ZX81+34

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Revision as of 18:56, 8 May 2014 by Mahjongg (Talk | contribs) (what now?)

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Project ZX14 ZX81 clone
Status In progress
Contact Mahjongg
Last Update 2014-05-08

The ZX14 ZX81 Clone, and how it came to be

In 1980 one Clive Sinclair from Camebridge in the UK, started to sell a very small simple and cheap computer kit by mail order, he called it the ZX80, (because of the year it was launched, the Z80 CPU it used and because "ZX" sounded mysterious) it met with limited success, he sold about 10.000 of them to "computer hacker" types. It wasn't his first computer kit, previously he had designed, or rather ordered his then design engineer Chris Curry to design the MK14. The MK14 was actually not much more than a clone of the reference design published by the maker of the very early and almost forgotten microprocessor, the SC/MP from National Semiconductor, lovingly called the "scamp" by the few owners of systems using it. Chris Curry later left Sinclair, to found Acorn computing, Sinclair's major competitor!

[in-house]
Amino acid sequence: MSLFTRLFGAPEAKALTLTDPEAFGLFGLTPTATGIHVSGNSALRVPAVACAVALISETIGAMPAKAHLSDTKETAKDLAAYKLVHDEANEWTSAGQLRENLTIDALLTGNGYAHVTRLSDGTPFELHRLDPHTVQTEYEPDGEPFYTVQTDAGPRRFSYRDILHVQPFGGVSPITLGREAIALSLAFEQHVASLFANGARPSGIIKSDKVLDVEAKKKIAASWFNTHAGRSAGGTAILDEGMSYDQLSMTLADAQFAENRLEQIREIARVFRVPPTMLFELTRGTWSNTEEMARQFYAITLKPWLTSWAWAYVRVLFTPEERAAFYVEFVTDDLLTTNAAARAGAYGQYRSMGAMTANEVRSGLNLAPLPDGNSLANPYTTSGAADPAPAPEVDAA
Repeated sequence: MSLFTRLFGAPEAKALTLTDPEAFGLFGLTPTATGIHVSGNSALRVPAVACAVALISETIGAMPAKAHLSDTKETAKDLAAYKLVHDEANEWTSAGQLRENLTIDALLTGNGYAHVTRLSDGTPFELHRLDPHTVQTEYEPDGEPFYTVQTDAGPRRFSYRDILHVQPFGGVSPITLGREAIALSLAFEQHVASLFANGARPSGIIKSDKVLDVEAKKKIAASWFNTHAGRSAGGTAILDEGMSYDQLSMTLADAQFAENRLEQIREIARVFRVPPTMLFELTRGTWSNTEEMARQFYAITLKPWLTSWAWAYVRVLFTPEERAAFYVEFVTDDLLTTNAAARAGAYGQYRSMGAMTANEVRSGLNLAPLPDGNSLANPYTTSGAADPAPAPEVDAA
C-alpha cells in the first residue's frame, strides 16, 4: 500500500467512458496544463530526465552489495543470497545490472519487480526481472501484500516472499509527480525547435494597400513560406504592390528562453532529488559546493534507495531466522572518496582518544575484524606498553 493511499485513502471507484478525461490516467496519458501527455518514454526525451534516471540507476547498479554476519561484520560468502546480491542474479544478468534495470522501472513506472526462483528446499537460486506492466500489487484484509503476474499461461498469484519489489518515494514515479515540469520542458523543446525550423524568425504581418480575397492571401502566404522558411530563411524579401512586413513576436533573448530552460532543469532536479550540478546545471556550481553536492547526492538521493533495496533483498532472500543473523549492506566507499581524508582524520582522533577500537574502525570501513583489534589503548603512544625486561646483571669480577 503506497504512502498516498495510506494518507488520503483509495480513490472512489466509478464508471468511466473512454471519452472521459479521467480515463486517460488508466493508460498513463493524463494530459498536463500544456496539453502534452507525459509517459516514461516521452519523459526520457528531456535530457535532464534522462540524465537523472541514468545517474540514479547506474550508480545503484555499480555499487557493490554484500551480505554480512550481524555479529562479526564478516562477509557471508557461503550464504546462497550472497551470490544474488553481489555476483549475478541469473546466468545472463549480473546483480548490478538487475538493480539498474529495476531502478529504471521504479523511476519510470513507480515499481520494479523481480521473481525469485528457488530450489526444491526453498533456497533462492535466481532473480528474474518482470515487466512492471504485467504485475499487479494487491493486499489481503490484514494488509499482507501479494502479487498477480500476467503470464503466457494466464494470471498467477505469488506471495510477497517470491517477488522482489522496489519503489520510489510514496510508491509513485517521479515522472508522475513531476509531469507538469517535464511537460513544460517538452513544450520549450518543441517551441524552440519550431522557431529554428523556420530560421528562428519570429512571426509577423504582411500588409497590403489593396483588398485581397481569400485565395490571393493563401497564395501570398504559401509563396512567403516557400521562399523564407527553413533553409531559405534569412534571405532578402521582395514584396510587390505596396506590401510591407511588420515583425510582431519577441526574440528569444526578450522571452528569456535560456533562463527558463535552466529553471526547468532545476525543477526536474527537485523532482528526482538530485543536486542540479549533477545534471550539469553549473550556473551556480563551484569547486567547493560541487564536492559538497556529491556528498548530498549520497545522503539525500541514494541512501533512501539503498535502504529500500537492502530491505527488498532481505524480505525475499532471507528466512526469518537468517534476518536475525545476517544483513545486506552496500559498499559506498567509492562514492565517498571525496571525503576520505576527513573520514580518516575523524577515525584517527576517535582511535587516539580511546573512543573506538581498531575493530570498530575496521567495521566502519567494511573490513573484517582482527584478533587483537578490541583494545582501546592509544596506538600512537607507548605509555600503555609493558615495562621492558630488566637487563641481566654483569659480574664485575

Clive was the quintessential "eccentric inventor" type, and was often very much ahead of his time, with inventions like one of the first "slimline" electronic calculators, the "Sinclair Executive" and the first electronic watch, the "Sinclair black watch". He was also very much involved with miniaturization, and specifically the miniaturization of a TV set. He had invented a first miniature TV, but because it used a small but standard cathode ray tube the resulting device was indeed small, but still far to large to be put in your pocket (even if it was a large pocket).

Undeterred Clive invented a new kind of CRT, one that had the screen at a sharp angle relative to the cathode ray "cannon". It was a brilliant piece of work, for which he tried to attract outside money, from a state driven program, to finance it's fabrication. Unfortunately the public wasn't ready for it, and at the same time the first LCD's started to appear. The first ones used a milky white liquid crystal, (Dynamic scattering mode display) that only worked for a short amount of time, but later the first examples of the type that used polarization of light was invented, (Twisted nematic field effect) like we use now. The result was that the flow of state capital suddenly dried up, leaving Sinclair with no product and no money.

what to do? creating the first home computer is what he did!